Security means keeping the Bad Guys out, right? Locking down the system so that it is difficult to use and turning on SELinux. And forcing users to comply with security policies they don’t understand and which interfere with their ability to get their job done.
And, of course, defense in depth – which is often a code phrase for turning on every feature of the system related to security. After all, “you can’t be too careful!”
All this may be just a bit narrowly focused…
I’d like to explore a slightly different perspective on security – one that looks at it from a business and user perspective and which takes a holistic view of security as one of many threats to system integrity. Done properly, security is simply one part of keeping the business running.
Over the next several posts we will explore different aspects of security – starting with asking the question “why do we even have IT?”
We will be exploring different aspects of security and welcome feedback and suggestions.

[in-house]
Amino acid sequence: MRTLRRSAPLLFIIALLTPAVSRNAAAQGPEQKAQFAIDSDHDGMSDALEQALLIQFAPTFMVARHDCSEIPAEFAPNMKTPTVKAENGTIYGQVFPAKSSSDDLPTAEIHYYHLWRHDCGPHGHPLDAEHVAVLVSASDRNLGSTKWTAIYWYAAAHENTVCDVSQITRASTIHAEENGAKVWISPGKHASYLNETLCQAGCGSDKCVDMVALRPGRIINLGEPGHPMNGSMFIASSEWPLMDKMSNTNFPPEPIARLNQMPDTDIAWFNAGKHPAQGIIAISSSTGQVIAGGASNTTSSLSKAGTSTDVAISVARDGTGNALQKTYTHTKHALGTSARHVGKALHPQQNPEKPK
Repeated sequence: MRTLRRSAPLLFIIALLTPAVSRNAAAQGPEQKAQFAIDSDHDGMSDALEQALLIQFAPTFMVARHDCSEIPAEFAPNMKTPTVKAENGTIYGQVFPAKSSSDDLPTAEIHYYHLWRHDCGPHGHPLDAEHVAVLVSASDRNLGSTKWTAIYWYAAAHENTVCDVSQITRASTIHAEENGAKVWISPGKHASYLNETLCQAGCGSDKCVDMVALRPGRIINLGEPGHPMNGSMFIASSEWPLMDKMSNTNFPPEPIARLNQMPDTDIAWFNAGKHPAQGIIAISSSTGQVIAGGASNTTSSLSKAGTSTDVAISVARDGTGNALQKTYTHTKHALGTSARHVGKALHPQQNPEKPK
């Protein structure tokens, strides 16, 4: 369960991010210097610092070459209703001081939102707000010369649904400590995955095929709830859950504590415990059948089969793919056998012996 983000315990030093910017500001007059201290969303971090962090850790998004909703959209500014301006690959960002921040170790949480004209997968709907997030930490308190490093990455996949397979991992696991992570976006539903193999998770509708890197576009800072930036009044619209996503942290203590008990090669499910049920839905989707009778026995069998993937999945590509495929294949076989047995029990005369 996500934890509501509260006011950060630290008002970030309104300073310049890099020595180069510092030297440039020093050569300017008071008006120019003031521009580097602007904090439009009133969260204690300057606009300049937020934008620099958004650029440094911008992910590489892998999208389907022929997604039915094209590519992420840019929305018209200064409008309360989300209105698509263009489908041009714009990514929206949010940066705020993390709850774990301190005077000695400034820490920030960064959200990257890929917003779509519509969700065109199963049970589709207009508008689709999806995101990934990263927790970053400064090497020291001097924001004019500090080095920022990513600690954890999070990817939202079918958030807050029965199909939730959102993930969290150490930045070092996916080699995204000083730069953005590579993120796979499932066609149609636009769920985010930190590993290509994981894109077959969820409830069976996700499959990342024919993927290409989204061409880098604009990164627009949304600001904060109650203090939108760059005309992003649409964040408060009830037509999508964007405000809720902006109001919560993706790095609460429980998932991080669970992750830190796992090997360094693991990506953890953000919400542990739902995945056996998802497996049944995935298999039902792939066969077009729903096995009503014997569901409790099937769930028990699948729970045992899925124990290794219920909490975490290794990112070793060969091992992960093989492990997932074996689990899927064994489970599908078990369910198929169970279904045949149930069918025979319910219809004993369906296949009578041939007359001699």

Next: Creating Business Value
Well, keeping bad guys out is certainly *one* facet of “security”…and an important one…but being “secure” is multi-faceted. The security of the information managed by a system is not simply concerned with validating access, but also the integrity and availability of the information itself – quite divorced from the concerns of boogeymen infiltrators getting their paws on it 😉
Dan, we’re on the same page. There are “evil hackers” out there – but not that many good ones (thankfully!).
I’m going to be fleshing out some concepts over the next few weeks around integrating security into an overall threat matrix and look forward to your thoughts.
Infiltration is a facet of security. Another facet is leaking information. Making sure user does not share sensitive information to people who should not have access to that information.
Neville, you’re right, infiltration is a major facet of security – and one that gets a lot of attention.
Leaking information is a good point. Inadvertent leaking of information is something to address – with the understanding that consideration of Business Value (see next post) needs to be balanced with the approaches taken to avoid leaking information.
An interesting question is how to deal with information sharing where it may be legitimate. For example, assume that Bob and Alice ask for a document and you choose to share it with them. Bob has a legitimate need for the document, but Carol is just curious. I don’t see any way to prevent someone from making a legitimate mistake.
And, of course, Carol may have a legitimate need for the document tomorrow…